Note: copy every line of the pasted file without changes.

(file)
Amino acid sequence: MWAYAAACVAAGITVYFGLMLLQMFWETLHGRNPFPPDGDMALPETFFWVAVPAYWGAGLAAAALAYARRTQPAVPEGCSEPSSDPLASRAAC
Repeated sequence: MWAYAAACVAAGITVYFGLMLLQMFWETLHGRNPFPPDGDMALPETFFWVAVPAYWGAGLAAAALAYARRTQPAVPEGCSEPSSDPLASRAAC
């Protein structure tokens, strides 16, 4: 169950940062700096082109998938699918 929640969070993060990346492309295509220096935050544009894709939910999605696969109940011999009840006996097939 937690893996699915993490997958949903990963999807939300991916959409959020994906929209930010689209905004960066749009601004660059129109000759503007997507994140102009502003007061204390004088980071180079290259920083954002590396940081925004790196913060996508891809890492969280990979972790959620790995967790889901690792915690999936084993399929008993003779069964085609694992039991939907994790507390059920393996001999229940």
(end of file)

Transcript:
Amino acid sequence: MWAYAAACVAAGITVYFGLMLLQMFWETLHGRNPFPPDGDMALPETFFWVAVPAYWGAGLAAAALAYARRTQPAVPEGCSEPSSDPLASRAAC
Repeated sequence: MWAYAAACVAAGITVYFGLMLLQMFWETLHGRNPFPPDGDMALPETFFWVAVPAYWGAGLAAAALAYARRTQPAVPEGCSEPSSDPLASRAAC
């Protein structure tokens, strides 16, 4: 169950940062700096082109998938699918 929640969070993060990346492309295509220096935050544009894709939910999605696969109940011999009840006996097939 937690893996699915993490997958949903990963999807939300991916959409959020994906929209930010689209905004960066749009601004660059129109000759503007997507994140102009502003007061204390004088980071180079290259920083954002590396940081925004790196913060996508891809890492969280990979972790959620790995967790889901690792915690999936084993399929008993003779069964085609694992039991939907994790507390059920393996001999229940």